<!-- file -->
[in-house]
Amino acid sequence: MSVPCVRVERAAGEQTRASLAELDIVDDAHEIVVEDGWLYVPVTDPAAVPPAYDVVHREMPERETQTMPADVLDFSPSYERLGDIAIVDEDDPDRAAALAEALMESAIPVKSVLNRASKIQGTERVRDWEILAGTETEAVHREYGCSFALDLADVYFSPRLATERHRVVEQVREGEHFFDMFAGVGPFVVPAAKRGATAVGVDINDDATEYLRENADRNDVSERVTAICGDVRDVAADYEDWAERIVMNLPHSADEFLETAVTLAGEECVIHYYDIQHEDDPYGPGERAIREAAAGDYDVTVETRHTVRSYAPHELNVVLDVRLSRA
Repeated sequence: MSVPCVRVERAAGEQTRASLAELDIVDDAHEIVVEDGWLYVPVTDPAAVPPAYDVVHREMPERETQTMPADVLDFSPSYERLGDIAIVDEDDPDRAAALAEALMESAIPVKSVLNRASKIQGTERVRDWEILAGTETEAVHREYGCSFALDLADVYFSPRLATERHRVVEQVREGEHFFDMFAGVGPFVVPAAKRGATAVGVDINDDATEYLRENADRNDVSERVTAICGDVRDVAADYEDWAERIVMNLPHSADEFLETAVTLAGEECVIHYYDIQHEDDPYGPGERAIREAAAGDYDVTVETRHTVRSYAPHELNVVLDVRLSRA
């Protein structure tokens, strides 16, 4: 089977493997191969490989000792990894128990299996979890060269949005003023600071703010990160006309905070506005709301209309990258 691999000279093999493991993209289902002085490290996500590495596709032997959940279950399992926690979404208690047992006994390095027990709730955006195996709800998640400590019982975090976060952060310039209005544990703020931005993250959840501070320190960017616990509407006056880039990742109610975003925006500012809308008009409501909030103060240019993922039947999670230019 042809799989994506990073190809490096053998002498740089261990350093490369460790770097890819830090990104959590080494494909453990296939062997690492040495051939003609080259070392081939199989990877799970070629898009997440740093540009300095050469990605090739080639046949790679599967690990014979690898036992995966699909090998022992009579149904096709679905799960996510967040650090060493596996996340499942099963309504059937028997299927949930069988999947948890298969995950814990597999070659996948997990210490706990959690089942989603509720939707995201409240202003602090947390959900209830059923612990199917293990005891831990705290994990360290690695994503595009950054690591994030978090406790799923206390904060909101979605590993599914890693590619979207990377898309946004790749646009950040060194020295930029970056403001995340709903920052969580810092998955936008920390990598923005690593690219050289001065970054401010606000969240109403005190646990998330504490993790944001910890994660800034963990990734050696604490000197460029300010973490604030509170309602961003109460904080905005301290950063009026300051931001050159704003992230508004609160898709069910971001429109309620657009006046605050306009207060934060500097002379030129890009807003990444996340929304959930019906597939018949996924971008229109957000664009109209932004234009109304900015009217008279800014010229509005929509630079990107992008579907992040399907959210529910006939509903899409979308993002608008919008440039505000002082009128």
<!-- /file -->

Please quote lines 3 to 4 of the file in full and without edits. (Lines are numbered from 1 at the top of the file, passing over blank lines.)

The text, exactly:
Repeated sequence: MSVPCVRVERAAGEQTRASLAELDIVDDAHEIVVEDGWLYVPVTDPAAVPPAYDVVHREMPERETQTMPADVLDFSPSYERLGDIAIVDEDDPDRAAALAEALMESAIPVKSVLNRASKIQGTERVRDWEILAGTETEAVHREYGCSFALDLADVYFSPRLATERHRVVEQVREGEHFFDMFAGVGPFVVPAAKRGATAVGVDINDDATEYLRENADRNDVSERVTAICGDVRDVAADYEDWAERIVMNLPHSADEFLETAVTLAGEECVIHYYDIQHEDDPYGPGERAIREAAAGDYDVTVETRHTVRSYAPHELNVVLDVRLSRA
């Protein structure tokens, strides 16, 4: 089977493997191969490989000792990894128990299996979890060269949005003023600071703010990160006309905070506005709301209309990258 691999000279093999493991993209289902002085490290996500590495596709032997959940279950399992926690979404208690047992006994390095027990709730955006195996709800998640400590019982975090976060952060310039209005544990703020931005993250959840501070320190960017616990509407006056880039990742109610975003925006500012809308008009409501909030103060240019993922039947999670230019 042809799989994506990073190809490096053998002498740089261990350093490369460790770097890819830090990104959590080494494909453990296939062997690492040495051939003609080259070392081939199989990877799970070629898009997440740093540009300095050469990605090739080639046949790679599967690990014979690898036992995966699909090998022992009579149904096709679905799960996510967040650090060493596996996340499942099963309504059937028997299927949930069988999947948890298969995950814990597999070659996948997990210490706990959690089942989603509720939707995201409240202003602090947390959900209830059923612990199917293990005891831990705290994990360290690695994503595009950054690591994030978090406790799923206390904060909101979605590993599914890693590619979207990377898309946004790749646009950040060194020295930029970056403001995340709903920052969580810092998955936008920390990598923005690593690219050289001065970054401010606000969240109403005190646990998330504490993790944001910890994660800034963990990734050696604490000197460029300010973490604030509170309602961003109460904080905005301290950063009026300051931001050159704003992230508004609160898709069910971001429109309620657009006046605050306009207060934060500097002379030129890009807003990444996340929304959930019906597939018949996924971008229109957000664009109209932004234009109304900015009217008279800014010229509005929509630079990107992008579907992040399907959210529910006939509903899409979308993002608008919008440039505000002082009128």